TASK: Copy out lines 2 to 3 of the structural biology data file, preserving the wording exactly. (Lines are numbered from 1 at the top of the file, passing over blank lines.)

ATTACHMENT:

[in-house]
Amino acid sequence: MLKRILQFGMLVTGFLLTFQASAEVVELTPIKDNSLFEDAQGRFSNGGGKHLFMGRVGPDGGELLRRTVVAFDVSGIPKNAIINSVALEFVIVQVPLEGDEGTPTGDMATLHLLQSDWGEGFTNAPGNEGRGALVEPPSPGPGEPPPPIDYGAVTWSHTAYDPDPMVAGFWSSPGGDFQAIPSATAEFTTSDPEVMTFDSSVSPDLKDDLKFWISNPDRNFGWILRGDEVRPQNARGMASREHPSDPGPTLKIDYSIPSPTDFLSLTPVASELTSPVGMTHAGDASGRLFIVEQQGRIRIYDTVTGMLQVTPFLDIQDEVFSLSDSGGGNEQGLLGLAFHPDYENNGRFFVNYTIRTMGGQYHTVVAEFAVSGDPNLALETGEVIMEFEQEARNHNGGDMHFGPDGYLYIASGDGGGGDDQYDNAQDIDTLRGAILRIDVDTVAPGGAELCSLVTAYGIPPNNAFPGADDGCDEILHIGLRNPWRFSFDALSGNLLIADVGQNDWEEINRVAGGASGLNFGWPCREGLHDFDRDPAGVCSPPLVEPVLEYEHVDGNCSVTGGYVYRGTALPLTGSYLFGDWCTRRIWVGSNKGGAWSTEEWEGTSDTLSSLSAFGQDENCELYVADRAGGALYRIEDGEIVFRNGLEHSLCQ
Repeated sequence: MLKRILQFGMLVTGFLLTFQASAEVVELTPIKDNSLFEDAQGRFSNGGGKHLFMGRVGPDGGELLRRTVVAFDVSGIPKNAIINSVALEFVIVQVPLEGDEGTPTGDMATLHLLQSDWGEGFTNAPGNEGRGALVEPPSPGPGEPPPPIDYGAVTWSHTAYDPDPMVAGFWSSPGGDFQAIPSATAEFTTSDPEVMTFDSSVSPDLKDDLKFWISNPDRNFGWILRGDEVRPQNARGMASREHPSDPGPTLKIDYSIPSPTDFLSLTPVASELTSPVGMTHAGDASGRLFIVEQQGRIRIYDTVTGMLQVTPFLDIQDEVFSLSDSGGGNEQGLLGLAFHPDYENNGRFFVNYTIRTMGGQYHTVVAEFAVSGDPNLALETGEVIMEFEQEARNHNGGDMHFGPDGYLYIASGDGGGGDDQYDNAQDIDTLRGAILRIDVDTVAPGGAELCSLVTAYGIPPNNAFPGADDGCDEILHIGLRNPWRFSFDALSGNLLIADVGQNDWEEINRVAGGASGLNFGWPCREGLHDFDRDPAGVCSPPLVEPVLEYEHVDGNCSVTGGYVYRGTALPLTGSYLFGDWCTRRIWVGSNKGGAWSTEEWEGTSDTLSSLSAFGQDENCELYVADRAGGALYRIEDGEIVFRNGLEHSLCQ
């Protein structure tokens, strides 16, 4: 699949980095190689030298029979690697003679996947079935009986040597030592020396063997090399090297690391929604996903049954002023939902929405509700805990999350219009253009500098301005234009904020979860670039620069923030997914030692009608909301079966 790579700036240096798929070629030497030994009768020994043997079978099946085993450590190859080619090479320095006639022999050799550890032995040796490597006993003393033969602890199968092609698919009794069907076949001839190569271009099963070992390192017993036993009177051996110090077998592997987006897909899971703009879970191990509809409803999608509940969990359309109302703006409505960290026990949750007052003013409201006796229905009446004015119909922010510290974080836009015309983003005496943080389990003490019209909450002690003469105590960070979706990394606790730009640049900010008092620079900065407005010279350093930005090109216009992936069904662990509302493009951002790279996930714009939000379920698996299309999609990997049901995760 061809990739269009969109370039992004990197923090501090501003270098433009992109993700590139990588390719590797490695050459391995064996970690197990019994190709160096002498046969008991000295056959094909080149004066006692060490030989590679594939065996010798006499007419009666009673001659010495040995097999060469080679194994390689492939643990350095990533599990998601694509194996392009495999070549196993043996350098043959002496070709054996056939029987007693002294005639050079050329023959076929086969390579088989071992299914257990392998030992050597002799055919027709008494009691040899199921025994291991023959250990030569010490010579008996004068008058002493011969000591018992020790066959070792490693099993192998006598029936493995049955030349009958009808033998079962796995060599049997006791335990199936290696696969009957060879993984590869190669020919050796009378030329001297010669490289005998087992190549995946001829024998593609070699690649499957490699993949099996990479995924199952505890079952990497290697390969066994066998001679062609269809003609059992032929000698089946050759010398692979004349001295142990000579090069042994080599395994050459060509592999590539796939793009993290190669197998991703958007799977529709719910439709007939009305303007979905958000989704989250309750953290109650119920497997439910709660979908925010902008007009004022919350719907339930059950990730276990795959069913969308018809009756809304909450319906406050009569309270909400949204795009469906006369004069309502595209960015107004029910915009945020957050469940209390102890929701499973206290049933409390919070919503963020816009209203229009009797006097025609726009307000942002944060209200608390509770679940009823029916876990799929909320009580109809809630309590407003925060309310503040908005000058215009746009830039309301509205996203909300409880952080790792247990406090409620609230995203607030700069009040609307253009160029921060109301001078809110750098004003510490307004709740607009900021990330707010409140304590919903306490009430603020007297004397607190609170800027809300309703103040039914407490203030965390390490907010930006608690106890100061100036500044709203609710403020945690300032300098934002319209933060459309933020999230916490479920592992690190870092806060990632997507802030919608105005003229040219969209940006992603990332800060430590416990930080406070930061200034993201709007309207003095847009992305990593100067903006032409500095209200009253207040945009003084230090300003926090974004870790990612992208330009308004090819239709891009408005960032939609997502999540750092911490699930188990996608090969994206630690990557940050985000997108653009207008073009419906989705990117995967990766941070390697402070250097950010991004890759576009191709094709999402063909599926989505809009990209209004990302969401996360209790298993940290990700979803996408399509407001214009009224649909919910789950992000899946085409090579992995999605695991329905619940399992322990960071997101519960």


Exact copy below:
Amino acid sequence: MLKRILQFGMLVTGFLLTFQASAEVVELTPIKDNSLFEDAQGRFSNGGGKHLFMGRVGPDGGELLRRTVVAFDVSGIPKNAIINSVALEFVIVQVPLEGDEGTPTGDMATLHLLQSDWGEGFTNAPGNEGRGALVEPPSPGPGEPPPPIDYGAVTWSHTAYDPDPMVAGFWSSPGGDFQAIPSATAEFTTSDPEVMTFDSSVSPDLKDDLKFWISNPDRNFGWILRGDEVRPQNARGMASREHPSDPGPTLKIDYSIPSPTDFLSLTPVASELTSPVGMTHAGDASGRLFIVEQQGRIRIYDTVTGMLQVTPFLDIQDEVFSLSDSGGGNEQGLLGLAFHPDYENNGRFFVNYTIRTMGGQYHTVVAEFAVSGDPNLALETGEVIMEFEQEARNHNGGDMHFGPDGYLYIASGDGGGGDDQYDNAQDIDTLRGAILRIDVDTVAPGGAELCSLVTAYGIPPNNAFPGADDGCDEILHIGLRNPWRFSFDALSGNLLIADVGQNDWEEINRVAGGASGLNFGWPCREGLHDFDRDPAGVCSPPLVEPVLEYEHVDGNCSVTGGYVYRGTALPLTGSYLFGDWCTRRIWVGSNKGGAWSTEEWEGTSDTLSSLSAFGQDENCELYVADRAGGALYRIEDGEIVFRNGLEHSLCQ
Repeated sequence: MLKRILQFGMLVTGFLLTFQASAEVVELTPIKDNSLFEDAQGRFSNGGGKHLFMGRVGPDGGELLRRTVVAFDVSGIPKNAIINSVALEFVIVQVPLEGDEGTPTGDMATLHLLQSDWGEGFTNAPGNEGRGALVEPPSPGPGEPPPPIDYGAVTWSHTAYDPDPMVAGFWSSPGGDFQAIPSATAEFTTSDPEVMTFDSSVSPDLKDDLKFWISNPDRNFGWILRGDEVRPQNARGMASREHPSDPGPTLKIDYSIPSPTDFLSLTPVASELTSPVGMTHAGDASGRLFIVEQQGRIRIYDTVTGMLQVTPFLDIQDEVFSLSDSGGGNEQGLLGLAFHPDYENNGRFFVNYTIRTMGGQYHTVVAEFAVSGDPNLALETGEVIMEFEQEARNHNGGDMHFGPDGYLYIASGDGGGGDDQYDNAQDIDTLRGAILRIDVDTVAPGGAELCSLVTAYGIPPNNAFPGADDGCDEILHIGLRNPWRFSFDALSGNLLIADVGQNDWEEINRVAGGASGLNFGWPCREGLHDFDRDPAGVCSPPLVEPVLEYEHVDGNCSVTGGYVYRGTALPLTGSYLFGDWCTRRIWVGSNKGGAWSTEEWEGTSDTLSSLSAFGQDENCELYVADRAGGALYRIEDGEIVFRNGLEHSLCQ